The Story Behind C.T. Webber’s Iconic Painting of the Underground Railroad

Now hanging at the Cincinnati Art Museum, the work helped cement Cincinnati’s historic connection with the anti-slavery movement.
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It’s among the most iconic paintings in the collection of the Cincinnati Art Museum, and among the most reproduced. Charles T. Webber’s The Underground Railroad has illustrated books, magazines, and encyclopedias by the score, and yet it took decades for the museum to accept the painting. One might say that this painting justifies the location of the National Underground Railroad Freedom Center in our city.

Painter C.T. Webber anticipated that his painting of the Underground Railroad would be reproduced as decorative prints or calendars after it was exhibited at the Chicago World’s Fair, so he had it copyrighted at the Library of Congress, who retain his submitted (and stamped) print.

Used with permission from the Library of Congress

Although Webber was born in New York, he spent most of his artistic career in Cincinnati. His first job involved tinting photographs in a local studio. He helped organize a number of arts organizations and clubs in the Queen City and consequently was well connected in the local arts scene.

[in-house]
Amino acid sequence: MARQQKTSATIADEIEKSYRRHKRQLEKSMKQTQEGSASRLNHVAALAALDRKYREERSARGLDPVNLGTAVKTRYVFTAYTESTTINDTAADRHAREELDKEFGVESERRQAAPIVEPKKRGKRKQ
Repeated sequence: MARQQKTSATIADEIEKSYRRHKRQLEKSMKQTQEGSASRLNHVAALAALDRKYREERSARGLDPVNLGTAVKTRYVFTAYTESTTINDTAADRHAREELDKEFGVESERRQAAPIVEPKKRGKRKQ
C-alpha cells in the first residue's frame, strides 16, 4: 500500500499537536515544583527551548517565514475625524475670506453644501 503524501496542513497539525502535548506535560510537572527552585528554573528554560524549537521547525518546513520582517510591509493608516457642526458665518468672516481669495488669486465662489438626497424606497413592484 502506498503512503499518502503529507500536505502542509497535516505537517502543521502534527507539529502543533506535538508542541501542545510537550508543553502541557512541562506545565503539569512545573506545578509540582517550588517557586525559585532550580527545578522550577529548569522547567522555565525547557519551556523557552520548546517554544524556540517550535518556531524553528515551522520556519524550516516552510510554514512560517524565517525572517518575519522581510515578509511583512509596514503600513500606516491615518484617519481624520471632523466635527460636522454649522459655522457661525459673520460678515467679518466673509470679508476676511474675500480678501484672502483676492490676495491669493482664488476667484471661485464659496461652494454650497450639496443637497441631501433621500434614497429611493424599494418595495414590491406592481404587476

It is obvious that Webber possessed some talent. A painting of his was accepted in the 1881 Paris Salon, and local newspapers reported that it was the first painting by an American artist, painted on American soil, accepted by the Salon. (Other American artists had provided work that they painted in Europe.)

Although Webber painted in a variety of genres—landscape, mythology, still life, etc.—he made his living painting portraits and through his studio got to know many significant residents of the Queen City. Levi Coffin, known as the “President of the Underground Railroad,” met Webber after relocating from Indiana to Cincinnati in 1847. Webber painted Coffin’s portrait and also a companion portrait of Coffin’s wife, Catherine.

When the 1893 World’s Columbian Exhibition was announced—the Chicago World’s Fair scheduled to celebrate Columbus’s arrival in the New World—Webber set about painting his tribute to the Coffins and other “conductors” of the Underground Railroad. It took five years from initial sketches to final canvas. Webber’s painting was accepted for exhibition in Chicago along with some still-renowned artists like Frank Duveneck, T.C. Steele, Douglas Volk, Henry Farny, and others.

Among this august assemblage, Webber’s work stood out. The Daily Inter Ocean, a Chicago newspaper, published a lengthy article about The Underground Railroad in its issue of July 8, 1893:

“The peculiar strength of the picture, and which undoubtedly calls a halt to the footsteps and signals this out as interesting among the many, is the expression on the different faces.”

Those faces, unlike many other artistic representations of abolitionist activity, were painted from life. As noted, Webber had painted portraits of the Coffins and also one of abolitionist Hannah Haydock, who, although pictured in this image, actually lived in Warren County, the next northern stop of the Underground Railroad.